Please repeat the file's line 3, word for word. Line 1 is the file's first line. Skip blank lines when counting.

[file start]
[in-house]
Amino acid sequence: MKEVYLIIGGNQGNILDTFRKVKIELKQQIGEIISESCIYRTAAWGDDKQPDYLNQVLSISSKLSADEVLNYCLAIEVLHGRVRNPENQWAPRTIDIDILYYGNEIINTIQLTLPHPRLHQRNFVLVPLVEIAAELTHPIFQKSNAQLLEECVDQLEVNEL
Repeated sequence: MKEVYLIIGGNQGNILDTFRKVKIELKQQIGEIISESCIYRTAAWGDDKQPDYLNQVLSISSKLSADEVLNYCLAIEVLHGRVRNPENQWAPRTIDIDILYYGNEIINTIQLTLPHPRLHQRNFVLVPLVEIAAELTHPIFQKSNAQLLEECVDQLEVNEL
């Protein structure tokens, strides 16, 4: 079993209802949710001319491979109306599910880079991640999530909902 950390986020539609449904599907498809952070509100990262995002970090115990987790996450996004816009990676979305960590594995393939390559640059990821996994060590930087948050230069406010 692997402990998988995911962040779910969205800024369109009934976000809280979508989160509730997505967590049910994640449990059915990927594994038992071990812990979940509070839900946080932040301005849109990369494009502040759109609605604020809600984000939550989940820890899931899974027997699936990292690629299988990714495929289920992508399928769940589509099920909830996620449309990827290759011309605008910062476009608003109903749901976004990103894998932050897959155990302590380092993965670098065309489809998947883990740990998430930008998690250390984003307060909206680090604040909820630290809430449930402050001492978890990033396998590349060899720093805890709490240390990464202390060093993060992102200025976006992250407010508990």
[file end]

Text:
Repeated sequence: MKEVYLIIGGNQGNILDTFRKVKIELKQQIGEIISESCIYRTAAWGDDKQPDYLNQVLSISSKLSADEVLNYCLAIEVLHGRVRNPENQWAPRTIDIDILYYGNEIINTIQLTLPHPRLHQRNFVLVPLVEIAAELTHPIFQKSNAQLLEECVDQLEVNEL